customers.

The time savings and increased effectiveness resulted in clear ROI that
justified continuation and expansion of the project. With the cost of
devices and the Email sync software as low as they are, you don’t need
to save too many hours of staff time to justify this type of project.
Assume a TCO of $500 for the handheld, based on aggressively
pursuing the TCO-limiting tactics identified above. If a professional
earning $100K per year (fully burdened) gains an extra two hours of
productivity per week, the up-front project costs pay for themselves in
less than two months. The ongoing ROI against monthly connectivity
charges is almost 800%. Regardless of industry, any organization can
benefit from this type of scenario.

Cutting Costs by Automating Processes

Small investments in mobile technology can dramatically cut expenses
ranging from telecommunications costs to the cost of printing and
shipping paper reports. Each of the following projects had a
compelling ROI justification based on reduced costs.
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Diversified Commercial Products
A large US manufacturer leverages their relentless product innovation
to dominate in a wide variety of commercial products sold to industry
and government. To help their divisional sales teams effectively
manage their territories, a comprehensive portfolio of sales analysis
reports was shipped to each sales rep several times per month. With
dozens of divisions each with hundreds of sales reps, the annualized
cost of sending these reports was significant.

An application was created to allow sales staff to view the same data.
It offered interactive querying and analysis to make it easier to get
meaningful information. Mobile systems management and file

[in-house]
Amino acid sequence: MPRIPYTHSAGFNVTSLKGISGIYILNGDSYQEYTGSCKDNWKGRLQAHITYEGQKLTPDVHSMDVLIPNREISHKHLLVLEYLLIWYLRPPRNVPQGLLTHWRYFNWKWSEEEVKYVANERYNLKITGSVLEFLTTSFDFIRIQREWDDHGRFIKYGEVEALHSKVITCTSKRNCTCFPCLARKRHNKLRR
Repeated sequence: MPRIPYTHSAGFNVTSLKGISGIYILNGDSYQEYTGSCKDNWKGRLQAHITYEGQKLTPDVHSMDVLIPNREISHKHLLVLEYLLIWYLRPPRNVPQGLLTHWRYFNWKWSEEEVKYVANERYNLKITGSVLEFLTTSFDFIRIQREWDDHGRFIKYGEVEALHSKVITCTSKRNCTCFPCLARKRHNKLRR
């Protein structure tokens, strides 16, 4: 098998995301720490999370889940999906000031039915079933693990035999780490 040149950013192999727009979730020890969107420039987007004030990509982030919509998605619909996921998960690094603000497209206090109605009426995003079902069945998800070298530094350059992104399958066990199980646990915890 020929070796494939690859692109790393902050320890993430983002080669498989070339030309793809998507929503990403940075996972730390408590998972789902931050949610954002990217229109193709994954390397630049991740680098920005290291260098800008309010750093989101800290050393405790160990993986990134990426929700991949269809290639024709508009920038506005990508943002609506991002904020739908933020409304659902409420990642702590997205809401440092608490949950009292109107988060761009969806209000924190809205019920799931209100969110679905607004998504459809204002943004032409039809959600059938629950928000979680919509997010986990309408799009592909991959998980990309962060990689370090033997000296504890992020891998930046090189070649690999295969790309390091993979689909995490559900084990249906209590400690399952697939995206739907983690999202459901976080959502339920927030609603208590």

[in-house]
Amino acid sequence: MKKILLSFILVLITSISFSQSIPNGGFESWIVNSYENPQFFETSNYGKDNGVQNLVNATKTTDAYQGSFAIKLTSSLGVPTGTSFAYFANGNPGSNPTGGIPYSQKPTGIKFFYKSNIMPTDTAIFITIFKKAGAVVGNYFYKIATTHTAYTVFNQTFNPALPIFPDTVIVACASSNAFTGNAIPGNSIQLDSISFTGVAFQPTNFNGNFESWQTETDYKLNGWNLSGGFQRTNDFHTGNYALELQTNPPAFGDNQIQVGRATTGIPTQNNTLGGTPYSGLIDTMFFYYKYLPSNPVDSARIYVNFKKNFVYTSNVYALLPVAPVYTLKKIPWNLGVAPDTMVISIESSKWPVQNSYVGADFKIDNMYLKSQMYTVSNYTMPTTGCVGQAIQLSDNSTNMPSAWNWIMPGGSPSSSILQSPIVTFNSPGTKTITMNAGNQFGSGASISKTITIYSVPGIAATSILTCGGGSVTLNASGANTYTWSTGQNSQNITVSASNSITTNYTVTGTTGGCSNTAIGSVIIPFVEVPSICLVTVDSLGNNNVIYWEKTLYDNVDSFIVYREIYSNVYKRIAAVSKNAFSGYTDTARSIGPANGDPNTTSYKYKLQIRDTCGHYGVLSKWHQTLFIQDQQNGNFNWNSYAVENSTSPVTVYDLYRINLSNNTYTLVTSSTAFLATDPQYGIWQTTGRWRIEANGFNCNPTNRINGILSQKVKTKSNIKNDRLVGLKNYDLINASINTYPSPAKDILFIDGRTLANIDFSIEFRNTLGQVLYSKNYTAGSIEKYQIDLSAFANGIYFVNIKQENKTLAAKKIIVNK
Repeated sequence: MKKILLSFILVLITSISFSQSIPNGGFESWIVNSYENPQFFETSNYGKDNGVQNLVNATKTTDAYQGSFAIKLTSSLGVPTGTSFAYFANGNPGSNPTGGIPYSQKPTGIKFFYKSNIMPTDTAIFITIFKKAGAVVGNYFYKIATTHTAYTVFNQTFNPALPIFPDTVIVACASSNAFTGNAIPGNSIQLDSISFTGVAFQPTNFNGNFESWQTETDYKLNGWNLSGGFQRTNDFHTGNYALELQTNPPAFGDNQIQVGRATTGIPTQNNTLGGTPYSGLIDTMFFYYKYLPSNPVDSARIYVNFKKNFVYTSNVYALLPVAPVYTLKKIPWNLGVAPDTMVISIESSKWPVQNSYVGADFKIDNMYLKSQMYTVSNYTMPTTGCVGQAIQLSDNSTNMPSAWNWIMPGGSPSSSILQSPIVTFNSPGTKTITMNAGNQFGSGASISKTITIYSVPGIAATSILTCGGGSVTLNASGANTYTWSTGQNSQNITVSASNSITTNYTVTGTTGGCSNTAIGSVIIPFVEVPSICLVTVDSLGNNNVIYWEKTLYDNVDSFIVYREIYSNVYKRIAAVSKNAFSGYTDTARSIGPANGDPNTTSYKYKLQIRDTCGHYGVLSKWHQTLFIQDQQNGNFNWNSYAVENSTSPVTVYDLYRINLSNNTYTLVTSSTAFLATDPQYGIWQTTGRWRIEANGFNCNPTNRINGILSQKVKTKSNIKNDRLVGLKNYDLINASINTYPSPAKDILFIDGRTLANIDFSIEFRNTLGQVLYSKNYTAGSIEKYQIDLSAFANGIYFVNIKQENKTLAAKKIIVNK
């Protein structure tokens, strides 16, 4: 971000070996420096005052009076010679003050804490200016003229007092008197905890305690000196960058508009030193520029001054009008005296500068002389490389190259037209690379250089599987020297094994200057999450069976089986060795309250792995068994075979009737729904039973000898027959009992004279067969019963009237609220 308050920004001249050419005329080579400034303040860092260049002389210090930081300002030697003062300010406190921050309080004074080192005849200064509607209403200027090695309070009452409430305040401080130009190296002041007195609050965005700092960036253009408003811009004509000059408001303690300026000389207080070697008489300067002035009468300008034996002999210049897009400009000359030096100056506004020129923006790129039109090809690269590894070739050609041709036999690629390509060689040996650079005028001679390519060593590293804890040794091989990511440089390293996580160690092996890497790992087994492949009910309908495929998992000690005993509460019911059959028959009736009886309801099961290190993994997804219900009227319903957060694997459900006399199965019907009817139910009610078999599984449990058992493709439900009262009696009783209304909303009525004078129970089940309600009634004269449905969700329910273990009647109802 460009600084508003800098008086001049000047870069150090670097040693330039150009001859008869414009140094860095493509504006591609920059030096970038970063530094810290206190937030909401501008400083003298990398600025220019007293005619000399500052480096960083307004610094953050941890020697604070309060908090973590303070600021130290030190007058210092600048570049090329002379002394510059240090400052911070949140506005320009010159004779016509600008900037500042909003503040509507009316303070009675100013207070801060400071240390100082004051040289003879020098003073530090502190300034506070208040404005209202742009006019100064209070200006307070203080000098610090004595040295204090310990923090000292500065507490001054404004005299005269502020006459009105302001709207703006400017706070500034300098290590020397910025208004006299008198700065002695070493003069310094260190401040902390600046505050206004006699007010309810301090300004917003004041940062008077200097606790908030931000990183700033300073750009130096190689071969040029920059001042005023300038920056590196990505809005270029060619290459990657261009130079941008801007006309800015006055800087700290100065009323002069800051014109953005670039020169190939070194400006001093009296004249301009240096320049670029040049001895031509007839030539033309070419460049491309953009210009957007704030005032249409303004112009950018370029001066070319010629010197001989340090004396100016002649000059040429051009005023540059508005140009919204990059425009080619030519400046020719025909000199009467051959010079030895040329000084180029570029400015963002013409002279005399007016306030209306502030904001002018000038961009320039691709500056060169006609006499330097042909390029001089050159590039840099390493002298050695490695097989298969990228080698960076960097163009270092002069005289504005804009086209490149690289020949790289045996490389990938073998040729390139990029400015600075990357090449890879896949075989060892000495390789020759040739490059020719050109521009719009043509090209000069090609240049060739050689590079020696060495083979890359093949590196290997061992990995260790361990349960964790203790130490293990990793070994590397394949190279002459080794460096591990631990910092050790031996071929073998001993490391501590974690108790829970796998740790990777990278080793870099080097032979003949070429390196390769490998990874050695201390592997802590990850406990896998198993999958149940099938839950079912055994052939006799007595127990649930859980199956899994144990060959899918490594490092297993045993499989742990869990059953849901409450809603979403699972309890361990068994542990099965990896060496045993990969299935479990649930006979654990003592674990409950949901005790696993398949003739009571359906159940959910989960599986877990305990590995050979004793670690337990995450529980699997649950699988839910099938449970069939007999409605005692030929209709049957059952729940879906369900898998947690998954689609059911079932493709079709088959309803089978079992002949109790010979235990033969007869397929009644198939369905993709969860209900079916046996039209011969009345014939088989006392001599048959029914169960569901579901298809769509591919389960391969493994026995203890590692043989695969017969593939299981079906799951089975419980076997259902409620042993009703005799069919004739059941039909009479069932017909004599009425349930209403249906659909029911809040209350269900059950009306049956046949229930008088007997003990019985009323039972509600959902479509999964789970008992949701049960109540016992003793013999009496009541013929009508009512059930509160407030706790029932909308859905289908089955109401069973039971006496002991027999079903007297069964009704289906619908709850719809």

distribution allow the company to send updates to the application and
data files each week via a quick 5 minute sync session. The cost
savings from eliminating paper report production and shipping is
roughly $3,000 per representative per year…adding millions of dollars
to the corporate bottom line.
Shipping and Logistics Company
The international shipping and logistics company Maersk Sealand
needed to enable mobile use of a container tracking and sales
forecasting system. Before integrating advanced data sync software,
users had to endure lengthy dialup sessions to get updated information.
By shifting to new technology that efficiently supports offline
application use, telecomm costs were reduced by over 95%.

The sales reps spend less time dealing with communication delays, and
more time managing customer accounts. Based on these benefits, the
project was easily justified given a payback period of 7 months and a
three year ROI expectation of over 1,500%.
Commercial Cleaning Solutions Provider
Ecolab, with $2 billion plus in annual revenue, provides complete
cleaning, sanitization, pest control, and maintenance solutions to
commercial clients ranging from grocery stores to hospitals. Keeping
track of a growing customer base and all of their specific service needs
is a challenge that demands good data and analytics. Ecolab deployed
Synchrologic technology as a standard mobile infrastructure solution to
power a variety of applications and functionality for several divisions.

Clear benefits included enabling territory managers to better serve
existing customers, allowing district managers to spend more time on
high value-add mentoring activities, shortened sales cycles, and quicker
invoicing. These hard to measure benefits were compelling, but Ecolab
also was able to predict a payback on the initial project of less than one
year based solely on the elimination of paper forms and data entry.
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Oil & Gas Services Firm
A Fortune 500 company provides diversified oil and gas field services
to the energy industry. Working closely with one of the Big 5
consulting firms, they have built standard methodologies for providing
unmatched quality of service. New practices and technologies are
tested aggressively and rolled out to field operations via an intranet site